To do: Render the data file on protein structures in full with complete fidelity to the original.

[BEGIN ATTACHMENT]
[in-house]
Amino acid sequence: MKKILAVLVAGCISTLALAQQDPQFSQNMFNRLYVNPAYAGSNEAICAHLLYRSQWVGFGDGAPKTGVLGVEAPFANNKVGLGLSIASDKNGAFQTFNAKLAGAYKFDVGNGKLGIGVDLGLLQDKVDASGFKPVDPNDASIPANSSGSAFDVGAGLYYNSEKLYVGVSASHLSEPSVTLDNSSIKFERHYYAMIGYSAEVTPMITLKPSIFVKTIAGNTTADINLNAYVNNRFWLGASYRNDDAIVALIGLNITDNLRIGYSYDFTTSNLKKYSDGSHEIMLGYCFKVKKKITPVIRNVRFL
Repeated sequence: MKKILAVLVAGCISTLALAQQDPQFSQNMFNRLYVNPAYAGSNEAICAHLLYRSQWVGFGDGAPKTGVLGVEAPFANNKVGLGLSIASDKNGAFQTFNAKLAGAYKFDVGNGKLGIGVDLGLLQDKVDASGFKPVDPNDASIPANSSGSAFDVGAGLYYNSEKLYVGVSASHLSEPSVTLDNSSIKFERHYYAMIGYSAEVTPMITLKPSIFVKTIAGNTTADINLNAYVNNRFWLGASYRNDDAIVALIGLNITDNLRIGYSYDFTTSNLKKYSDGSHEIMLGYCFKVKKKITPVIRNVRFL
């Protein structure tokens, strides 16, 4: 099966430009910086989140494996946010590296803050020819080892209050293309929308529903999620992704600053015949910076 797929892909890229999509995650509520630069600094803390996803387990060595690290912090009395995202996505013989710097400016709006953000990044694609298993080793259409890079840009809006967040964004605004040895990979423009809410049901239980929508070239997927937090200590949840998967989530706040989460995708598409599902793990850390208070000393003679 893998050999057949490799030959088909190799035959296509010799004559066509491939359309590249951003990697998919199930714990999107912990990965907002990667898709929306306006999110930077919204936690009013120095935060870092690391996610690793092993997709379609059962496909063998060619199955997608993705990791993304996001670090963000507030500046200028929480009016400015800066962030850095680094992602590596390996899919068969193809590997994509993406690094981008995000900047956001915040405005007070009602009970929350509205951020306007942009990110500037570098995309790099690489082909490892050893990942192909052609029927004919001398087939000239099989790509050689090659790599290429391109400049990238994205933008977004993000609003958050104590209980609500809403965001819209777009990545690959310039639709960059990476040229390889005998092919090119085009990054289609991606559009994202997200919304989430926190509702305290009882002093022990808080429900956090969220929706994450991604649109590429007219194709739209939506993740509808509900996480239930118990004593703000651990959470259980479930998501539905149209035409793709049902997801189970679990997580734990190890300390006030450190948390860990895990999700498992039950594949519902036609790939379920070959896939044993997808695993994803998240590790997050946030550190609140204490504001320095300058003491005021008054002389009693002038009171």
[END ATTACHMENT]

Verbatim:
[in-house]
Amino acid sequence: MKKILAVLVAGCISTLALAQQDPQFSQNMFNRLYVNPAYAGSNEAICAHLLYRSQWVGFGDGAPKTGVLGVEAPFANNKVGLGLSIASDKNGAFQTFNAKLAGAYKFDVGNGKLGIGVDLGLLQDKVDASGFKPVDPNDASIPANSSGSAFDVGAGLYYNSEKLYVGVSASHLSEPSVTLDNSSIKFERHYYAMIGYSAEVTPMITLKPSIFVKTIAGNTTADINLNAYVNNRFWLGASYRNDDAIVALIGLNITDNLRIGYSYDFTTSNLKKYSDGSHEIMLGYCFKVKKKITPVIRNVRFL
Repeated sequence: MKKILAVLVAGCISTLALAQQDPQFSQNMFNRLYVNPAYAGSNEAICAHLLYRSQWVGFGDGAPKTGVLGVEAPFANNKVGLGLSIASDKNGAFQTFNAKLAGAYKFDVGNGKLGIGVDLGLLQDKVDASGFKPVDPNDASIPANSSGSAFDVGAGLYYNSEKLYVGVSASHLSEPSVTLDNSSIKFERHYYAMIGYSAEVTPMITLKPSIFVKTIAGNTTADINLNAYVNNRFWLGASYRNDDAIVALIGLNITDNLRIGYSYDFTTSNLKKYSDGSHEIMLGYCFKVKKKITPVIRNVRFL
């Protein structure tokens, strides 16, 4: 099966430009910086989140494996946010590296803050020819080892209050293309929308529903999620992704600053015949910076 797929892909890229999509995650509520630069600094803390996803387990060595690290912090009395995202996505013989710097400016709006953000990044694609298993080793259409890079840009809006967040964004605004040895990979423009809410049901239980929508070239997927937090200590949840998967989530706040989460995708598409599902793990850390208070000393003679 893998050999057949490799030959088909190799035959296509010799004559066509491939359309590249951003990697998919199930714990999107912990990965907002990667898709929306306006999110930077919204936690009013120095935060870092690391996610690793092993997709379609059962496909063998060619199955997608993705990791993304996001670090963000507030500046200028929480009016400015800066962030850095680094992602590596390996899919068969193809590997994509993406690094981008995000900047956001915040405005007070009602009970929350509205951020306007942009990110500037570098995309790099690489082909490892050893990942192909052609029927004919001398087939000239099989790509050689090659790599290429391109400049990238994205933008977004993000609003958050104590209980609500809403965001819209777009990545690959310039639709960059990476040229390889005998092919090119085009990054289609991606559009994202997200919304989430926190509702305290009882002093022990808080429900956090969220929706994450991604649109590429007219194709739209939506993740509808509900996480239930118990004593703000651990959470259980479930998501539905149209035409793709049902997801189970679990997580734990190890300390006030450190948390860990895990999700498992039950594949519902036609790939379920070959896939044993997808695993994803998240590790997050946030550190609140204490504001320095300058003491005021008054002389009693002038009171």